Keep your yard pest-free—and your pets safe!
It’s not exactly easy to enjoy your garden when pesky fleas, mosquitoes, and ticks are constantly buzzing around. But you don’t have to load up on DIY citronella candles or cover yourself in bug spray—with some strategic planting, you can keep these itchy pests away (and keep your four-legged family members safe, too). Plus, most of them smell great!
Disclaimer: While these plants are considered non-toxic for dogs and cats, eating too much of any of them may not be good for your pets. Check the ASPCA’s list of toxic and non-toxic plants before adding anything to your garden.
Unlike many houseplants, basil is safe for dogs and cats, and it’s one of the best mosquito-repellent plants you can plant. Basil is toxic to mosquito larvae, so it will help to keep the population down in your yard or garden. According to a Purdue University study, basil is an antioxidant, so if your dog chews on a leaf or two, it won’t hurt him. And here’s a hack: plant basil around tomatoes to enhance flavor, then use the basil and tomatoes to make a delicious marinara sauce.
Rosemary keeps mosquitoes away from your plants, your pets, and your family—and it adds a pleasant aroma to your garden, too. It is very safe for dogs and other pets, and while it won’t totally get rid of fleas, it will help prevent them from bothering your animals.
3. Lemon Balm
Humans enjoy citrus in many forms—juice, marinade, or as a fruit, peeled and eaten. Fortunately for us, bugs hate citrus, and because the lemon balm herb is safe for dogs and cats, it’s worth planting in your garden to keep pests away. But take note: because it tends to spread like a weed, it’s a good idea to grow lemon balm in a planter to keep it from overrunning your yard.
The perennial plant sage is non-toxic to furry friends and has pest-repelling properties for not only you, but for your other plants, too. Sage grows well in cooler climates with less sun, and it can also grow to be very tall—up to 4 feet. It’s a good option for a natural insecticide that won’t hurt your dog or cat.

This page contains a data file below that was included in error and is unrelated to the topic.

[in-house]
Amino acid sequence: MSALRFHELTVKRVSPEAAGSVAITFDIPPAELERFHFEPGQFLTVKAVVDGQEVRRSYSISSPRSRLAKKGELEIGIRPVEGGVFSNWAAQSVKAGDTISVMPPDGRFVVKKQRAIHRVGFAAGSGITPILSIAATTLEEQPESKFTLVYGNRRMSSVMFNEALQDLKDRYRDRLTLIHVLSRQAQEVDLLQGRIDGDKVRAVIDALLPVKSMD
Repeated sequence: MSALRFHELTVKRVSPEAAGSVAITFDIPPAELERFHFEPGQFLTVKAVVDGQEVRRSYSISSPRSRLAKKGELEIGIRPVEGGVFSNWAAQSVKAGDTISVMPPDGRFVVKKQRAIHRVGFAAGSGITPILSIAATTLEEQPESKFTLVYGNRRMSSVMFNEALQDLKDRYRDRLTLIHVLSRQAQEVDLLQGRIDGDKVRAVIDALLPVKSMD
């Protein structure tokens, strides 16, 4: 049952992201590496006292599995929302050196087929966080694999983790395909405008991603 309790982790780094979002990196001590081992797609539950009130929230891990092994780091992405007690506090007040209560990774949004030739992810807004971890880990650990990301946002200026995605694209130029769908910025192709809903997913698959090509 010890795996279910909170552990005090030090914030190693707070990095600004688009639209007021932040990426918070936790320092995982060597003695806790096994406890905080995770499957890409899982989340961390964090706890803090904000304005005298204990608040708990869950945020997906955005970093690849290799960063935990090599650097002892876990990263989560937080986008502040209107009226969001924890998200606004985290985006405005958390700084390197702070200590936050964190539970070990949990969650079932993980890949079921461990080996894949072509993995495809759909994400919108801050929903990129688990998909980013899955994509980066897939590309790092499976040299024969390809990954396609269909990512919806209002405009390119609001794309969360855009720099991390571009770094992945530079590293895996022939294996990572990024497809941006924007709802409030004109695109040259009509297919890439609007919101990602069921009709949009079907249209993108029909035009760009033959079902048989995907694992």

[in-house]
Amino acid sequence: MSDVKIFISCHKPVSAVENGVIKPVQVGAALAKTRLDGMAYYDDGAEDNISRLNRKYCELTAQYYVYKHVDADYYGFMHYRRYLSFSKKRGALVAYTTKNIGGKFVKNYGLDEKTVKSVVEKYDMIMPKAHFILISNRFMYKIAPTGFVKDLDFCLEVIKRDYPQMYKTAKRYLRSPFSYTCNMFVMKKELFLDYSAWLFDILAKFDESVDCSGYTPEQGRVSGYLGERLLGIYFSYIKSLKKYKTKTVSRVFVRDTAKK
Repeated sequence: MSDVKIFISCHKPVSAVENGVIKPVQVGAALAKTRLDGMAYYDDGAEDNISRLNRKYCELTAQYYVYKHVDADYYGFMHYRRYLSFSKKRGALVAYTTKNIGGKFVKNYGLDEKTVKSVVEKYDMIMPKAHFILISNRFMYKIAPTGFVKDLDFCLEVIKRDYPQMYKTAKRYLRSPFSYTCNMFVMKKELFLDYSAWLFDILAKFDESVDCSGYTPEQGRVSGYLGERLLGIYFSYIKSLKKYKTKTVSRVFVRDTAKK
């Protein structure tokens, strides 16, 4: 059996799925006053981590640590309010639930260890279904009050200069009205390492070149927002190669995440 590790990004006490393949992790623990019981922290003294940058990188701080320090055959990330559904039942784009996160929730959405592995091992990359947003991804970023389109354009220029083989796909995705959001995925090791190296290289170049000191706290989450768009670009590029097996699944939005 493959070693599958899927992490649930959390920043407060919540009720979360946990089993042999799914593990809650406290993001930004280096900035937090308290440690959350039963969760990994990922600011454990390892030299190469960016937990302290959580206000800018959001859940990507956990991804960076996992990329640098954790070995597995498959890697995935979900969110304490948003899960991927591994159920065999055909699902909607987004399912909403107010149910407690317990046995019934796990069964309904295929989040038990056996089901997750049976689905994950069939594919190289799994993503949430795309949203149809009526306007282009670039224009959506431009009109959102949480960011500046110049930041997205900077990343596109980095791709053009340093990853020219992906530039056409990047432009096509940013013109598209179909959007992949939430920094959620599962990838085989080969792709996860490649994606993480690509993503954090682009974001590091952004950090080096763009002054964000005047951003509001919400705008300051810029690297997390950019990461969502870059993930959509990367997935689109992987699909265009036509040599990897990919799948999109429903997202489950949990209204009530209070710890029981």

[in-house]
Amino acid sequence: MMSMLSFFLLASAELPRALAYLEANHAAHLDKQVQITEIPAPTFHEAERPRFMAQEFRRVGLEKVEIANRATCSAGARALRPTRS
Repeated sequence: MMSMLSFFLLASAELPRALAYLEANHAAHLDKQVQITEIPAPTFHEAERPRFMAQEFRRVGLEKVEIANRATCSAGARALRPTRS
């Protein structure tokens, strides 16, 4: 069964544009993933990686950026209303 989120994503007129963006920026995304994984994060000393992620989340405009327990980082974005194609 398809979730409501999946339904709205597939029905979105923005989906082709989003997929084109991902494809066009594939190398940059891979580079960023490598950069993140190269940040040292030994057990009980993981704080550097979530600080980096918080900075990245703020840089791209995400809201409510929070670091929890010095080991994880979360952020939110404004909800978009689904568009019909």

Marigold’s bright, friendly colors are a pretty accent to any yard, and they can keep plant-harming bugs away, too. This plant isn’t considered toxic for dogs or cats, but if ingested, marigolds may cause minor irritation to the digestive and intestinal tract of your pet, according to the Pet Poison Helpline. To be extra cautious, plant them where your pets can’t reach them, such as in window boxes and flower pots placed on tables. You can plant marigolds indoors to add color to your decor—as long as they get direct sunlight for at least six hours a day.
Cats love catnip, but mosquitos do not. According to studies reported in Science Daily, the natural oil nepetalactone found in catnip is 10 times more effective at keeping mosquitos away than DEET. Catnip is also safe for dogs and, based on the research, is the best way to keep mosquitoes from biting you and your family.
How to get rid of bugs without harming pets?
To get rid of bugs without harming pets, you can try food-grade diatomaceous earth, which is considered safe enough to eat (but is deadly to pests like roaches, beetles, ants, flies, and more). Avoid industrial-grade since that’s not safe for use around pets.
Wear a mask and gloves before applying and follow directions to ensure a proper and safe application. Avoid inhaling the dust and wash your hands after use. Talk to your vet before applying diatomaceous earth to ensure this is a good solution for your home and pet.
You can also work with a local pest extermination pro to come up with a game plan for treating your home’s interior and exterior for bugs while keeping your pets safe.
Are citronella plants safe for animals?
According to the Animal Humane Society, citronella plants are toxic to pets. If you have them in your yard or planted in pots around your home’s interior or exterior, ensure they’re out of your pet’s reach.
What plant keeps bugs and rodents away?
Get strategic with your gardening by planting flowers and plants that bugs and rodents dislike. The following plants will help keep bugs and rodents away, but check the American Society for the Prevention of Cruelty to Animals database of toxic and non-toxic plants to ensure they’re pet-friendly as well.